Potential changes to Freedom of Information legislation

The Senate has introduced the Freedom of Information Legislation Amendment (Improving Access and Transparency) Bill 2018 on 22 August 2018. The following day, the Senate referred the provisions of the Bill to the Legal and Constitutional Affairs Legislation Committee for inquiry and report by 30 November 2018. The deadline for submissions was 24 September 2018.

A submission made by the Monash University contains the following passages:
examples of the current problems facing the FOI system include… [s]ignificant delays in response times, well over the statutory 30-day time limit, especially in relation to the Department of Immigration…
In 2015–16, only 69.1% of the Department of Immigration and Border Protection’s 19,928 FOI determinations were made within 30 days…

The explanatory memorandum describes the purposes of the Bill as follows:

The purpose of this Bill is to introduce measures that make government more transparent and accountable, and assist citizens and the media to access information under the law.

The Bill amends the Archives Act 1983, the Australian Information Commissioner Act 2010, and the Freedom of Information Act 1982. The Bill reflects amendments that were moved to the National Security Legislation Amendment (Espionage and Foreign Interference) Bill 2018.

These amendments are designed to significantly improve the effectiveness of Australia’s freedom of information (FOI) laws. Freedom of information provides the lawful means for citizens, the media, and parliamentarians to obtain access to information that ultimately belongs to the public.

These changes are designed to address the considerable dysfunction that has developed in our FOI system which is now characterised by chronic bureaucratic delay and obstruction, unacceptably lengthy review processes and what appears to be an increased preparedness by agencies to incur very large legal expenses to oppose the release of information.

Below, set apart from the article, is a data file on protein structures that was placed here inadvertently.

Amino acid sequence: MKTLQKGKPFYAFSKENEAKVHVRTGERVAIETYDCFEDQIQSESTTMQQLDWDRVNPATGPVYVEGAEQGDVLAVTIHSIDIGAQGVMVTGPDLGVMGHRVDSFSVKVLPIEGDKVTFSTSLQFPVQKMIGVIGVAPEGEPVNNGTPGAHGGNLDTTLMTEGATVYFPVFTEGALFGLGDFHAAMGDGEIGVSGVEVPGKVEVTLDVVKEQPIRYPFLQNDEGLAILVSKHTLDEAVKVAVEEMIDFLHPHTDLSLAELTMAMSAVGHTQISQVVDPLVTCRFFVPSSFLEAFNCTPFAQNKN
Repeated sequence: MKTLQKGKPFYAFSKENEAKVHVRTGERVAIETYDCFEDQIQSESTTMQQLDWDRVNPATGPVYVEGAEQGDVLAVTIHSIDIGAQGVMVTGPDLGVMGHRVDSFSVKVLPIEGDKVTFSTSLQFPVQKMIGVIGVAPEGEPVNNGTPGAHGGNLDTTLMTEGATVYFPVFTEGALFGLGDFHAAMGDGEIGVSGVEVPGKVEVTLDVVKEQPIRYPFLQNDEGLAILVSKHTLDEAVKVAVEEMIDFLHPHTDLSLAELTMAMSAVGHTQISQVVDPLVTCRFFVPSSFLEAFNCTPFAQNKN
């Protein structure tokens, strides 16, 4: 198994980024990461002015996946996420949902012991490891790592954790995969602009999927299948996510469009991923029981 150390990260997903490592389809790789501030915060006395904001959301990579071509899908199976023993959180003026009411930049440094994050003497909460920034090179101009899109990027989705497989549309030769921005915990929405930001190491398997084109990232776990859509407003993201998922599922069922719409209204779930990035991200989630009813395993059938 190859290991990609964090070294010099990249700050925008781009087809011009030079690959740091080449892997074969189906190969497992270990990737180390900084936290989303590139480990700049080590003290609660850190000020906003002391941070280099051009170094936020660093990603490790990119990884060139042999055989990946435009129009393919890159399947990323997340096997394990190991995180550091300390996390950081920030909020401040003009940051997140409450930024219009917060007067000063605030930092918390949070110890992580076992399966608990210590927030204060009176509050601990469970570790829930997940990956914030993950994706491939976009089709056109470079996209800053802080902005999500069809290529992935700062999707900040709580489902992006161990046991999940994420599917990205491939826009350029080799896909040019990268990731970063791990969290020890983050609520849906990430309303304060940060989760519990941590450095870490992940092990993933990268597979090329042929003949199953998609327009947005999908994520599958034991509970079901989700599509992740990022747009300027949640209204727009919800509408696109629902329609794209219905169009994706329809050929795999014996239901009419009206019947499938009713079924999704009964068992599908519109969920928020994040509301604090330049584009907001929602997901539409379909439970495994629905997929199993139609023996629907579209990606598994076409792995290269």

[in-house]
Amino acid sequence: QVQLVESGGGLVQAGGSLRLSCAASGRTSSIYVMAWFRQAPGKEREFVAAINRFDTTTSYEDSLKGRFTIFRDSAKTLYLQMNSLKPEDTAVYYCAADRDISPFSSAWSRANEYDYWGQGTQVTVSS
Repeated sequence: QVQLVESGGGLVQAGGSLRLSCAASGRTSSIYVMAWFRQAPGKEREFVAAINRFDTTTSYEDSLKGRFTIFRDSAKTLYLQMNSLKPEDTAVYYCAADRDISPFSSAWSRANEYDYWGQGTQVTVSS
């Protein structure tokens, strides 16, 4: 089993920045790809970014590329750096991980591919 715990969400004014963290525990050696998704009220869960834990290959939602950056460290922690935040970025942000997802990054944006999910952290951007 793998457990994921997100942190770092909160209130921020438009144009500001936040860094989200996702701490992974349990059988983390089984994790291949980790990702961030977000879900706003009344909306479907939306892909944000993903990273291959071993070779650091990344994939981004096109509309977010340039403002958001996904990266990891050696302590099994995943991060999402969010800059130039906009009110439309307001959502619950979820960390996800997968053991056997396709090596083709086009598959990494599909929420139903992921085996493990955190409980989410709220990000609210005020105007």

The specific changes include:

– Requiring the government to fill all three offices of the Australian Information Commissioner, the Privacy Commissioner and the Freedom of Information Commissioner.

– Allowing FOI review applicants to elect to have their matter bypass the Information Commissioner, who can take more than a year to make a decision on controversial issues, to the Administrative Appeals Tribunal.

– Granting an FOI applicant the right to switch a review into the AAT, without charge, in the event that the Information Commissioner takes, or indicates he or she will take, more than 120 days to make a decision.

– Preventing agencies from making submissions to FOI decision reviews that have not been advanced by the agency in its internal decision making, so that they can’t switch exemptions half way through a review as often happens now. This would prevent a current practice that, in effect, allows an agency to remake a decision half way through a review, something not normally permitted in merits reviews being run in superior jurisdictions.

– Preventing the Information Commissioner from making FOI decisions if he or she does not hold the legal qualifications required of the FOI Commissioner.

– Preventing Agencies from publishing information released under FOI until at least 10 days after the applicant has received his or her copy of the information.

– Requiring an agency to publish its external legal expenses for each Information Commission or AAT FOI matter that has concluded. This would apply in relation to agency FOI legal expenses and to expenses incurred by the National Archives in respect of applications made for access to information under the Archives Act 1983…

 


Disclaimer: the above is a mere reproduction of a Bill and its explanatory memorandum. The views expressed in those documents might not reflect the view of the Department, the AAT or the courts. The law or policies might have changed between the writing and reading of this article. The author of this article and Migration Law Updates disclaim any liability for any action (or omission) on their part based on any information provided (or not provided) in this article and are under no obligation to keep the general public nor practitioners informed about the matters discussed in this article or any other matters, or any future changes to any of those matters. It is the responsibility of each practitioner to obtain access to primary sources of law and policy by themselves and to carry out their own research and come to their own conclusions on legislation, case law, policies and more. This article is not intended for the general public.


Sergio Zanotti Stagliorio is a Registered Migration Agent (MARN 1461003). He is the owner of Target Migration in Sydney. He can be reached at sergio@targetmigration.com.au